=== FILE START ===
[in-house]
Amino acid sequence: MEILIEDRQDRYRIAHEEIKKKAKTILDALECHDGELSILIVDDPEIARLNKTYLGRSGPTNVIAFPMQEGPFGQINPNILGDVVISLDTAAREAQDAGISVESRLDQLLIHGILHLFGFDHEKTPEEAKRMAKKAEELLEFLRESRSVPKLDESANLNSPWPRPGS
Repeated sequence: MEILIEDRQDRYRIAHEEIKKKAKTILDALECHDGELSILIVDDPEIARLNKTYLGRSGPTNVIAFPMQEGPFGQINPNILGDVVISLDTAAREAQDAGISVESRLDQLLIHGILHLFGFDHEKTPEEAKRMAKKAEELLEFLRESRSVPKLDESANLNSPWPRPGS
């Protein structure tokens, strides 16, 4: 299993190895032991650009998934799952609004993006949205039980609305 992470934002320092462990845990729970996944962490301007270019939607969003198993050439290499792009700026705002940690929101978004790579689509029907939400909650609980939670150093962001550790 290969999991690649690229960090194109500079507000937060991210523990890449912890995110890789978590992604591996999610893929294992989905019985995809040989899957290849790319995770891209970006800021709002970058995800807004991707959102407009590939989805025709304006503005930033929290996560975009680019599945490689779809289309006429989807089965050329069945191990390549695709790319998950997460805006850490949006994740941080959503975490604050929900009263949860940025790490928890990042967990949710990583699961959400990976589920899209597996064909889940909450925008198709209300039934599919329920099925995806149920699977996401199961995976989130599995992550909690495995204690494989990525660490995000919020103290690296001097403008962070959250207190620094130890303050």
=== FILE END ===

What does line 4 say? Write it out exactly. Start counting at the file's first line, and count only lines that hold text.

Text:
């Protein structure tokens, strides 16, 4: 299993190895032991650009998934799952609004993006949205039980609305 992470934002320092462990845990729970996944962490301007270019939607969003198993050439290499792009700026705002940690929101978004790579689509029907939400909650609980939670150093962001550790 290969999991690649690229960090194109500079507000937060991210523990890449912890995110890789978590992604591996999610893929294992989905019985995809040989899957290849790319995770891209970006800021709002970058995800807004991707959102407009590939989805025709304006503005930033929290996560975009680019599945490689779809289309006429989807089965050329069945191990390549695709790319998950997460805006850490949006994740941080959503975490604050929900009263949860940025790490928890990042967990949710990583699961959400990976589920899209597996064909889940909450925008198709209300039934599919329920099925995806149920699977996401199961995976989130599995992550909690495995204690494989990525660490995000919020103290690296001097403008962070959250207190620094130890303050």